There is a solution, though. Though a really healthy motor will only make 195 horsepower at the wheels, the factory five-speeds from those years were equipped with aluminum shift pins that will not accept the abuse for long. Those need to be replaced with steel shift pins, and provided the driver learns how to shift, the lifespan of the gearbox can be lengthened to a point of cost-negligibility.
Spencer suggests proper shifting technique. “I’d say leave your downshifts to the end of the braking zone if possible—especially if you’re not great with the heel-toeing. This will put less strain on the gears if the rev-matching is off. Also, the upshifts need to be done smoothly. You can’t just ram the shift lever into the next gate if you want the transmission to last.”
Spencer put these ideas into practice and spared himself many transmission-related headaches. In fact, he’s gone through just a few gearboxes in six seasons of hard racing, and the first two were very old. Mechanical sympathy pays off, even in relatively simple, sturdy cars.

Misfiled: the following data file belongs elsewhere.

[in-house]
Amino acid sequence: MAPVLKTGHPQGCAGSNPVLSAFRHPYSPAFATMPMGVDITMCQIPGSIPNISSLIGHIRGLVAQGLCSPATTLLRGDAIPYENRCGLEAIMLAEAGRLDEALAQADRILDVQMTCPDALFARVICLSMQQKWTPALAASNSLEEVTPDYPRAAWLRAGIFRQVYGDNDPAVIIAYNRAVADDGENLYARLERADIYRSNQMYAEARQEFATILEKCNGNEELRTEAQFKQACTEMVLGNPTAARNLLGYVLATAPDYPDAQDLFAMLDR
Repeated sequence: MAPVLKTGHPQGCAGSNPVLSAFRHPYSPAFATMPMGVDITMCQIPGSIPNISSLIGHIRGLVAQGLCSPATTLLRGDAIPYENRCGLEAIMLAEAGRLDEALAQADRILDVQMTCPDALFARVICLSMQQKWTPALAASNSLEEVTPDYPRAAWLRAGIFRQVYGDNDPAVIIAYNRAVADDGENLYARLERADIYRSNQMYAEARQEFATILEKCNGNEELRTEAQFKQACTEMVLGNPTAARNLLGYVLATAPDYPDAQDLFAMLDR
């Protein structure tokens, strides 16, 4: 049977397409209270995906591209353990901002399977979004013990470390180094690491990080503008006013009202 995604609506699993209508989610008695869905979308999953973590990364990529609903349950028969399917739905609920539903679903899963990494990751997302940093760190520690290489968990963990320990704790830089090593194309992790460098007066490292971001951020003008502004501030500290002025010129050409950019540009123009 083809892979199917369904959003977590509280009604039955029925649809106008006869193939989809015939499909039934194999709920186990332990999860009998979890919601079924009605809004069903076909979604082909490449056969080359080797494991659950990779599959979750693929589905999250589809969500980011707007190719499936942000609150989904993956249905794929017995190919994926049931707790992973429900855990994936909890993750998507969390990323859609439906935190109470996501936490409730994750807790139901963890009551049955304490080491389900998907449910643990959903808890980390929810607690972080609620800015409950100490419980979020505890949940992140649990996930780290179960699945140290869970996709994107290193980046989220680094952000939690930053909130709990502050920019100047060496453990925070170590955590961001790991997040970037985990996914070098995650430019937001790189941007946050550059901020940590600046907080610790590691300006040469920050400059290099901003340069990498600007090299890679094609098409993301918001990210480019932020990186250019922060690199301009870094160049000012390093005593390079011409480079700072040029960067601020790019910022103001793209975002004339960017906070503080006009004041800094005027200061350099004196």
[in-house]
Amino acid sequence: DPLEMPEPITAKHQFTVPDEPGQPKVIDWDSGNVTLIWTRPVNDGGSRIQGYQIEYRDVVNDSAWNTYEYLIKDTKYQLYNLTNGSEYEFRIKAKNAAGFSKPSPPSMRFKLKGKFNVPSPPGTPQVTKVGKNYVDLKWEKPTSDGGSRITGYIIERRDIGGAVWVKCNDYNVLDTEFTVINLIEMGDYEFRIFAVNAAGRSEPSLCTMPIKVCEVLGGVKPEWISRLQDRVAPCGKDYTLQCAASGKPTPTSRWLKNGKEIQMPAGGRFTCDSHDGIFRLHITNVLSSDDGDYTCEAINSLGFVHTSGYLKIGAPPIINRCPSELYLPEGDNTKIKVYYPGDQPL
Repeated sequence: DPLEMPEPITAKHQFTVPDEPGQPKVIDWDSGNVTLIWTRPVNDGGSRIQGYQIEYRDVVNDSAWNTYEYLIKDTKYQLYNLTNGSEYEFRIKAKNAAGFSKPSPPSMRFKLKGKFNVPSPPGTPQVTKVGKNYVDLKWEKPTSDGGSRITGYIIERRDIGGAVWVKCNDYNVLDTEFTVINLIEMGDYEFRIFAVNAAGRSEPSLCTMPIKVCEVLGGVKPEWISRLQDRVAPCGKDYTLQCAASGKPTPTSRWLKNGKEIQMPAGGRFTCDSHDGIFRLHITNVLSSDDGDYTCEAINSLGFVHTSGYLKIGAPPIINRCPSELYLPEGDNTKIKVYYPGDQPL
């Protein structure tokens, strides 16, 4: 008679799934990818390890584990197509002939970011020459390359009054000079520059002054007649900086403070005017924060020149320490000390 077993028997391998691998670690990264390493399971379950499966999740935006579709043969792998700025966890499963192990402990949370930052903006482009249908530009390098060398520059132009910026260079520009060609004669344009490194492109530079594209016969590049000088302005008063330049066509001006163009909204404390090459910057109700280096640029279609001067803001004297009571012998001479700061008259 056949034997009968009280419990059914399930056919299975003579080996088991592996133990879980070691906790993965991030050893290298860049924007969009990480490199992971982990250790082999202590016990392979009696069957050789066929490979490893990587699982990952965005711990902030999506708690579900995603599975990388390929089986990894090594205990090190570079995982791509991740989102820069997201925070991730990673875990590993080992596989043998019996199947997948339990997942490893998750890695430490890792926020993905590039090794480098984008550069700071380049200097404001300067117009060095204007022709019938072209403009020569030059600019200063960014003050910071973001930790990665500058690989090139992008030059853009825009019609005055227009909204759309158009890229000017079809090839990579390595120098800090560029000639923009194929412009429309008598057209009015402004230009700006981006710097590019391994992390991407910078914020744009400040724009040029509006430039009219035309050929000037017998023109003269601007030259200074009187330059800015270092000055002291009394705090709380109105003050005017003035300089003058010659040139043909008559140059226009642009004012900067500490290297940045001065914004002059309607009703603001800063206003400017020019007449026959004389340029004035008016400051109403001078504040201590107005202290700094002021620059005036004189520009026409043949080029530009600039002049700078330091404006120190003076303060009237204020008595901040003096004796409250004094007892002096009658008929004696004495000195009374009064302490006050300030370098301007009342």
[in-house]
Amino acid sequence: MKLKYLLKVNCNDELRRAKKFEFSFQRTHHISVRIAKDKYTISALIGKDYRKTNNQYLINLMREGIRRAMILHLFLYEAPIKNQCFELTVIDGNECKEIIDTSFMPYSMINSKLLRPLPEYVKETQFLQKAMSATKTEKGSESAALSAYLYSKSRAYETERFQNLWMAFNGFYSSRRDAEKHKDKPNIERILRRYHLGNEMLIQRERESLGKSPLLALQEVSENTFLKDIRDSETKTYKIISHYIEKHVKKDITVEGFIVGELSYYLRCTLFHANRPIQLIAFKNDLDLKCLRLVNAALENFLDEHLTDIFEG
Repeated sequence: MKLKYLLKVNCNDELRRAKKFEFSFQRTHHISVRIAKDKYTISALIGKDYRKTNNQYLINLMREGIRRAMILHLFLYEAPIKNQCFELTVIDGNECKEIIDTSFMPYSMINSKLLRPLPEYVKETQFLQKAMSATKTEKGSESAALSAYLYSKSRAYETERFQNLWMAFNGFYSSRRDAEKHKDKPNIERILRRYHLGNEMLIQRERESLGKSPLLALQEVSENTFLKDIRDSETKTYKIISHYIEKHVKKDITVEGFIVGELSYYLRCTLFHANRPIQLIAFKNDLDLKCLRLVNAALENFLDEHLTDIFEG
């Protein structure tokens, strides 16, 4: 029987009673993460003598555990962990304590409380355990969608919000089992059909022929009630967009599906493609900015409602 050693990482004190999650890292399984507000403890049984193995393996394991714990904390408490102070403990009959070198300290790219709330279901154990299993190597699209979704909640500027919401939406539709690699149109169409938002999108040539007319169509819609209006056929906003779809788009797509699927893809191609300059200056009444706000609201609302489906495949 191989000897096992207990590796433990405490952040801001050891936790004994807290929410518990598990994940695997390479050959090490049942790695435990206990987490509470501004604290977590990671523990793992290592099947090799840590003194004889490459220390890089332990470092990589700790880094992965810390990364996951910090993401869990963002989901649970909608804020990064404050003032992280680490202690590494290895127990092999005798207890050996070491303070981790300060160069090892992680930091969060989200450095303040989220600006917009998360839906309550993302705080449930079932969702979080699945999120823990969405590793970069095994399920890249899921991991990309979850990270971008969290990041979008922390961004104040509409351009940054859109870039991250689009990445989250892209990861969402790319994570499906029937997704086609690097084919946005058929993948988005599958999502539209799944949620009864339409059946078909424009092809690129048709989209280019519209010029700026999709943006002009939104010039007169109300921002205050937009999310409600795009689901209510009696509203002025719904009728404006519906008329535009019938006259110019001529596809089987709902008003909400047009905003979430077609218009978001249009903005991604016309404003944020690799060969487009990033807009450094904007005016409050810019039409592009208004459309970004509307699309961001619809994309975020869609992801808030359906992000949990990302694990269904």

The Limiting Powertrain
The basic 2.5-liter M96 motor makes about 180 horsepower at the rear wheels — not an insignificant amount of power for a 2,400-pound car. Best of all for an endurance racer, it’s efficient in a couple of notable ways. First off, the factory open differential administers all that power to the pavement. More importantly, on 17 gallons of fuel, Technik could run a full two hours.
Those strengths were encouraging, though the knowledge that an additional 20 horsepower is allowed per the rules, provided they use the Toyos, was a source of persistent frustration for them. “It’s a dumb motor. It’s got a mechanical throttle body, it lacks variable valve timing, and so it doesn’t give us many opportunities to add more power for a reasonable cost,” Hopelain carped.
Sadly, the motor represents the low ceiling for the modified 986 track car. “The engine limitations and the low weight of the car make it hard to take advantage of rule changes,” Jones added. “We can’t add any power for a reasonable cost, and there’s no ballast to shed, either.”
A Fuller Future in ST4